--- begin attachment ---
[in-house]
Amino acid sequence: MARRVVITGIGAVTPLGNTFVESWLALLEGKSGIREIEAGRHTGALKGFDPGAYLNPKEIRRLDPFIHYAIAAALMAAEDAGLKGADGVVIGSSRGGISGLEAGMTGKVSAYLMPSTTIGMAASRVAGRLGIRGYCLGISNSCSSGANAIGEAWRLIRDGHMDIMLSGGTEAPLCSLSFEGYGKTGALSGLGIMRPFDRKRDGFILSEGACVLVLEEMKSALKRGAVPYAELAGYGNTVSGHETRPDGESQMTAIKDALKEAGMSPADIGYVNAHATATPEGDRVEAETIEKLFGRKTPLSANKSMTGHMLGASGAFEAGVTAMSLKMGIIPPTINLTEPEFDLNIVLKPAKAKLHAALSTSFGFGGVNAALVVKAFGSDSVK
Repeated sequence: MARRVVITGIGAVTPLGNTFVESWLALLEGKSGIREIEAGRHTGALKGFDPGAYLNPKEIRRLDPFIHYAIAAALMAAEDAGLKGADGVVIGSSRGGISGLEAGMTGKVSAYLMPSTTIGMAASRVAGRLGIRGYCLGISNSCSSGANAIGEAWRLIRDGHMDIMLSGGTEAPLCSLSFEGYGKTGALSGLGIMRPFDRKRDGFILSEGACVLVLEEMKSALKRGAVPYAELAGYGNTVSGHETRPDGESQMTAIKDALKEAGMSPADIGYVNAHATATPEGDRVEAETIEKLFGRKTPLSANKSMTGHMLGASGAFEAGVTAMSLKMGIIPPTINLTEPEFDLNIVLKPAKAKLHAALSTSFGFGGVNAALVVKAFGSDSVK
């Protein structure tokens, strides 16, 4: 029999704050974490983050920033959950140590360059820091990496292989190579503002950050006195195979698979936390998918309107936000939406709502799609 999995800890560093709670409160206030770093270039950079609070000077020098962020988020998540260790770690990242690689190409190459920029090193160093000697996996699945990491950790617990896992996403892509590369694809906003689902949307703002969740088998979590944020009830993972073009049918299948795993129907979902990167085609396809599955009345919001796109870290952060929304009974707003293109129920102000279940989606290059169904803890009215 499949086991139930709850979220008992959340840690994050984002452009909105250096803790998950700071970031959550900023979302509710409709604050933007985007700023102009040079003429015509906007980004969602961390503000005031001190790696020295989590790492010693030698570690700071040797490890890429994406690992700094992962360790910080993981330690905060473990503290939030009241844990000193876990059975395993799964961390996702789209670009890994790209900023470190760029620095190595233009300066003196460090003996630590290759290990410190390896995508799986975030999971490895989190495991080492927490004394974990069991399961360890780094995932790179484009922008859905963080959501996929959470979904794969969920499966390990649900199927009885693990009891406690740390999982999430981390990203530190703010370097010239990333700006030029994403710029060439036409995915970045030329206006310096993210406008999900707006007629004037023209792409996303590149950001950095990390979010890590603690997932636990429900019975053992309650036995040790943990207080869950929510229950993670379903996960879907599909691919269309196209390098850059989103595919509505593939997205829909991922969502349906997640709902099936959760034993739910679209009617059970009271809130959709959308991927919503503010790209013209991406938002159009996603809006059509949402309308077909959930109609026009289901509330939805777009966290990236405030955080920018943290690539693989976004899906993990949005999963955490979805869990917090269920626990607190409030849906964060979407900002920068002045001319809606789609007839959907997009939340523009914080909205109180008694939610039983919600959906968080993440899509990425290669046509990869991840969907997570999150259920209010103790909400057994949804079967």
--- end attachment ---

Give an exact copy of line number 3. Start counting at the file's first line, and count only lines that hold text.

Repeated sequence: MARRVVITGIGAVTPLGNTFVESWLALLEGKSGIREIEAGRHTGALKGFDPGAYLNPKEIRRLDPFIHYAIAAALMAAEDAGLKGADGVVIGSSRGGISGLEAGMTGKVSAYLMPSTTIGMAASRVAGRLGIRGYCLGISNSCSSGANAIGEAWRLIRDGHMDIMLSGGTEAPLCSLSFEGYGKTGALSGLGIMRPFDRKRDGFILSEGACVLVLEEMKSALKRGAVPYAELAGYGNTVSGHETRPDGESQMTAIKDALKEAGMSPADIGYVNAHATATPEGDRVEAETIEKLFGRKTPLSANKSMTGHMLGASGAFEAGVTAMSLKMGIIPPTINLTEPEFDLNIVLKPAKAKLHAALSTSFGFGGVNAALVVKAFGSDSVK